Show of talent
By Natanga Smith | Fri, November 02, 2012 - 12:00 AM
The only thing missing from Jabbarie Hurdle’s winning performance on Sunday night at The Plantation was a matador cape. Crowned the 2012 Richard Stoute Teen Talent winner at 11:52 p.m., Jabarrie had brought the crowd to their feet twice, with two impressive performances in both halves of the competition to beat out 15 other contestants.
Rubbing his hands together, then wiping his face and making small talk with the other competitors standing around him, he broke into a huge smile when he was announced the winner. The nervousness he showed while awaiting emcee Carl "Alff" Padmore’s announcement, though, was nowhere evident when he was performing.
Jabarrie, a four-time Teen Talent entrant, and an accounting student of the University of the West Indies, showed that practice makes perfect. Placing third last year, Jabarrie won his prelims this year to reach the semis and the finals, singing his favourites throughout the competition.
It was a ding-dong vocal battle between Jabarrie, who gained 845 points, and Shereece Chandler, who placed second with 834. Chandler gave it her all, but was no match for the unharnessed natural talent of Hurdle.
In the semis two weeks ago, Hurdle worked hard with Solitare for a standing ovation in the first half. He got it in the second half with the operatic You’ll Never Walk Alone. Chandler did two Whitney Houston songs: I Will Always Love You and Saving All My Love For You. She was one of the better ones that night.
For Hurdle and Chandler, if it isn’t broken why fix it? But what they did was to add some flair and extra trimmings to their songs.
Hurdle, flamboyant with the mic, matched his facial expressions to the emotional parts of the songs. In the first half, with Solitaire, he showed you did not have to hold high notes to deliver the song. The standing ovation was well deserved.
Hurdle discovered that doing You’ll Never Walk Alone was impossible to beat, especially with the rousing vocal he provided. In the second half, he came out determined to command the stage. In this performance he had the most powerful rendition of the entire night. Voice reaching to the rafters, diction on point, stage presence arresting, he ended the song with one hand raised, acknowledging the second standing ovation.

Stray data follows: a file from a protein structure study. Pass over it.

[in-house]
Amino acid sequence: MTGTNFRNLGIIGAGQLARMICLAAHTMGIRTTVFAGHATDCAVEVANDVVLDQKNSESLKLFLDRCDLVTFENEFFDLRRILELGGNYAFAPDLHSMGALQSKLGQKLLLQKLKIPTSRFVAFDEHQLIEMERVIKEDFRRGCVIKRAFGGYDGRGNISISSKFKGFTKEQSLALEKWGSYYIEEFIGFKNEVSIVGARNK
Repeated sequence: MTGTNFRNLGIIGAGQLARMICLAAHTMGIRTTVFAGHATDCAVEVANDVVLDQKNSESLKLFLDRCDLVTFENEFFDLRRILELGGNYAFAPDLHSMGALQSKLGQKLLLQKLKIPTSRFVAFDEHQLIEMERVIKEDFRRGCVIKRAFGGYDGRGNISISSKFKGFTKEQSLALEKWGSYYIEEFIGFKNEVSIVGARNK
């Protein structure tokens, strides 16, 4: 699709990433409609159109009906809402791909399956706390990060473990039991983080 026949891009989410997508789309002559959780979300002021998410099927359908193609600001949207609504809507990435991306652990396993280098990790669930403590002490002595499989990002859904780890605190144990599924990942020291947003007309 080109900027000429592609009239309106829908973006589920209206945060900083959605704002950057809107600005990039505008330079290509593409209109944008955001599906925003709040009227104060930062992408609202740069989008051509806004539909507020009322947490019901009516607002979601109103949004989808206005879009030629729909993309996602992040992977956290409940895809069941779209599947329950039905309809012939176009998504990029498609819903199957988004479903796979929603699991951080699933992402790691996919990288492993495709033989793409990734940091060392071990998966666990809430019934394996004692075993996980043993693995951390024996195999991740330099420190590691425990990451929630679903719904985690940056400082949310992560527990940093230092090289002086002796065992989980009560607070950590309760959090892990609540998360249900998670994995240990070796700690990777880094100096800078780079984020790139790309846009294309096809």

Chandler was slow off the mark with her first song. But when she gets more comfortable, she cannot be stopped. Singing in the number two spot she impressed the judges, especially Sheldon Hope who could be seen shaking his head in amazement at her sweet and powerful vocals in her first number I Will Always Love You, which is a difficult song to sing.
She returned in the second half with a dramatic makeover, transformed into a Whitney lookalike. With much improvement in her diction from the semis, she delivered Saving All My Love For You, controlling her breathing and rhythm.
Repeating her semifinal songs, last year’s reserve Rebekah Carter, who placed third with 768 points, won over the judges and crowd with her second half gospel number That Name. Her first half song Homeless only picked up rhythm after the second verse.
One thing that must be noted is that she has the ability to find songs that match her voice, just like fourth placed Chantal Jemmott with her songs One Night Only and Carrie Underwood’s Blown Away, gaining 756 points. A finalist last year too, she needs to watch some of her stage antics that could become a bit overbearing.
With the exception of about two, almost all of the finalists repeated their songs from the two semis. But, if you are going to do that, you cannot bring a semifinals performance. While some stepped up their act, others fell flat.
Meesha Brathwaite’s and Kibbi Greenidge’s performances were good, but not great. Greenidge, a 2011 finalist, didn’t repeat the two standing ovations from the semis. While the sassiness was there, she did not go the extra lyrical mile, which she is capable of with the voice she possesses.
After a spectacular rendition of Adele’s Someone Like You in the first half, Brathwaite did not do justice to Natural Woman. The beautiful singer has a natural talent, but her second half performance was lacklustre.
The Rashida Codrington, who got a rousing standing ovation for And I’m Telling You in the semis, was nowhere to be seen Sunday night. She tried hard to put her own spin on the song and failed and her gospel number Upon The Rock in the second half sounded too pitchy.
Chantal Griffith, who was a match for Chandler in the semis with her Whitney Houston’s renditions, lost her way on Sunday night. Her two performances sounded like she was screaming when trying to hit the high notes. She just tried too hard.
David Howard, also a 2011 finalist, has that "X" factor that could be improved on. He came out on the night to prove he was one to watch in the future with a more comfortable stage performance than the semis, enjoying himself with It’s Not That Easy and Wild Flower.
Also performing in the finals were Sade Lampitt, Tasha Mathurin, Jamal Springer, Anita AC Charles, Reneice Bonnett, Shakir Maynard and Johnathan Jeffrey. The 2013 Teen Talent finals, if they have a repeat of talent from this batch, should be worth watching.
Entertainment last Sunday night was provided by last year’s winner Everdene Smart, this year’s first and second placed winners in the 6-12 category Mico Johnson and Lakenya Prescod, and 2012 honoree Lillian Lorde, among others.
- Editor's Choice